I think the combination of salty fried porky goodness and carbs is universally appealing.

Katsudon is one of the most famous pork dishes in Japan. In fact, if I was being sensible it would have been one of my first blog posts, way before my post on Tonkatsu Karē Donburi. Of course, I don't play by the rules, but really it's a big deal in Japanese casual cuisine. It is even a part of popular culture: in Japanese crime shows, the suspect would be given katsudon to eat in order to make the interrogator seem like a nice fair guy in order to weasel the truth from the suspect.

Another funny anecedote about katsudon is that "katsu" sounds exactly the same as the verb "katsu" (勝つ) which means "to win." This makes this dish popular for sporting teams and students about to take an important test. For example, Hideki Matsui, former World Series MVP for the Yankees, stated in interviews that this was one of his favorite dishes.

Tuesday, December 10, 2013

Chai Persimmon Sorbert

My great uncle grows the crisp variety of persimmons ("kaki" 柿), called fuyu. Every year, I am entrusted with a giant Trader Joe's bag full of the beautiful orange fruit. I should have weighed the bag to find out exactly how many pounds, but trust me when I say it's way too many for one Miss Mochi to eat.

I stuffed them into bundt cakes for Thanksgiving. I chopped them over Greek yogurt and granola, sprinkled with cinnamon for breakfast. I served them as an appetizer with brie and crackers. I made bowls and bowls of fruit salad.

They were still ripening too fast for me to consume or cook them all fresh. I had some so ripe they were jiggly custard bombs ready to explode. I needed to do something, stat.
Betty has a new attachment!

And then I found this recipe, and swooned immediately. I knew exactly what I would do to salvage all the overripe persimmons crowding my counters. I knew this was what I was looking for, and I couldn't wait to play up the natural spiciness of the persimmon with strong chai tea rather than plain black tea. I also couldn't resist using a gift card to get myself an ice cream maker for my tangerine-colored mixer, "Betty."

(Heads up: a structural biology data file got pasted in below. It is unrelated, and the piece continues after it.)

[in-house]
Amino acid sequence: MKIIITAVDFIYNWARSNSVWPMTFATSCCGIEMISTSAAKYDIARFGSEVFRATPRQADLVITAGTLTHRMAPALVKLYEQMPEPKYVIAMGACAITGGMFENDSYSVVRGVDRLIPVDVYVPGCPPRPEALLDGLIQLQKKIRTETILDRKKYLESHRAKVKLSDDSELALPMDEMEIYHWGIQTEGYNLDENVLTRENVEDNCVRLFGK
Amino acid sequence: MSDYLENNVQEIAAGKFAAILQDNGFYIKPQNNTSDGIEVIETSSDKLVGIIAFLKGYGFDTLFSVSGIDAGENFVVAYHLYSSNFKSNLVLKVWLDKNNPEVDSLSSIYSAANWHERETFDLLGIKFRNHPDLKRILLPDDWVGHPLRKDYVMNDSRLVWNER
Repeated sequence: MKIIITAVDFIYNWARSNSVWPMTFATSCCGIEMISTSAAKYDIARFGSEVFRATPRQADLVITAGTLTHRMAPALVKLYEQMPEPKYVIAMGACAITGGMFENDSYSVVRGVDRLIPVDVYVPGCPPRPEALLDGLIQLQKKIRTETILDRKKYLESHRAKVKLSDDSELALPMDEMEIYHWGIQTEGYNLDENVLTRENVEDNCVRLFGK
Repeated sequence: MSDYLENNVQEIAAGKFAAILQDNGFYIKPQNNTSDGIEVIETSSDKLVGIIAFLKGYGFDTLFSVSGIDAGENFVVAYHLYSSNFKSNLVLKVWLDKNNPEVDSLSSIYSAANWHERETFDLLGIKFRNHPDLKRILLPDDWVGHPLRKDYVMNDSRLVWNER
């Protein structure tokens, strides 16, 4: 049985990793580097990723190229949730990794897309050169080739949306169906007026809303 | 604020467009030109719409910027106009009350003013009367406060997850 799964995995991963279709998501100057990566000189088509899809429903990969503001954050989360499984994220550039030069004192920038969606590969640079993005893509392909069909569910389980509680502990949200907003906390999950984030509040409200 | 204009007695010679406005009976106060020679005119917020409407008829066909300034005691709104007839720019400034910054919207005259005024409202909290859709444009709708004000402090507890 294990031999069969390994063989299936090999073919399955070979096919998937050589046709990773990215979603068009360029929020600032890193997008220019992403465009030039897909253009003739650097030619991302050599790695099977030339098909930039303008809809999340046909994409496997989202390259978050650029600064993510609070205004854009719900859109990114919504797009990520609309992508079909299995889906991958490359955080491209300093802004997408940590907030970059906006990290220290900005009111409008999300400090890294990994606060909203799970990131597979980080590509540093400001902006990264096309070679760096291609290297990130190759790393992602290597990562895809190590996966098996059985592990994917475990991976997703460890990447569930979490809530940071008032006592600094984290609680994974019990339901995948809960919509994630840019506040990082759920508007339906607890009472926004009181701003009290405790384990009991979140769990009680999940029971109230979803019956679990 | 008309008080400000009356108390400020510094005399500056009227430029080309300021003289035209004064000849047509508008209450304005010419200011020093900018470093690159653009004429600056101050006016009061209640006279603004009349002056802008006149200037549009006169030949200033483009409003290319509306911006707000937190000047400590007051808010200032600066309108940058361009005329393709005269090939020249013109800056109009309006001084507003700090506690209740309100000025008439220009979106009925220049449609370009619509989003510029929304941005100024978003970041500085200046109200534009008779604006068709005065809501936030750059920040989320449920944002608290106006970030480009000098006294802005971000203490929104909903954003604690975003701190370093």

This recipe can be made with either the hachiya, which is astringent until it is ripened to jelly-level, or the fuyu, which normally you would eat when it is as firm as a pear or apple, but the fuyu is perfect for this if you let them ripen past that.

Saturday, November 30, 2013

Turkey and Hominy Soup

This recipe is legend among our family and family friends. Every fall and winter, my mother makes several giant batches to dole out with crusty bread on cold nights. My mother refers to it simply as "Turkey Soup," but in reality it is so stuffed with ingredients it's hardly a soup anymore. The way my mother cooks is to generally clear out her fridge, chucking things in until she thinks it "smells right" so this isn't exactly a recipe that was easy to write down, but it is certainly one that it is tailor-made for alterations.

Don't like hominy? Well I think you're nuts, but feel free to replace them with some kidney beans, or whatever strikes your fancy (or you have in your cupboard).

I happen to love hominy in a big way, it's always been my favorite part of this soup. For those of you not familiar with hominy, it is corn that has been treated with lye making it puffy and delicious in a process called nixtamalization. It is the precursor to masa, the ground corn dough that makes up tortillas, tamales, and papusas. The name "hominy" comes from the Powhatan tribe of American Indians, and many traditional American Indian diets included hominy.

Look how big that can is! IPhone for size comparison.
This recipe is very typical of my mother's cooking, almost spartan in its preparation. No added salt, no added fats, no giant mess of spices. While the stock is made in a French manner, with the classic mirepoux of celery, onion, and carrots, one could see a lot of Japanese American influences even in her Western-style cooking. The mottainai "waste-nothing" attitude behind using the leftover turkey bones to make her own stock and clearing out the cupboards and fridge for a soup that is always changing depending not only on the season but the very day she cooks it, for example.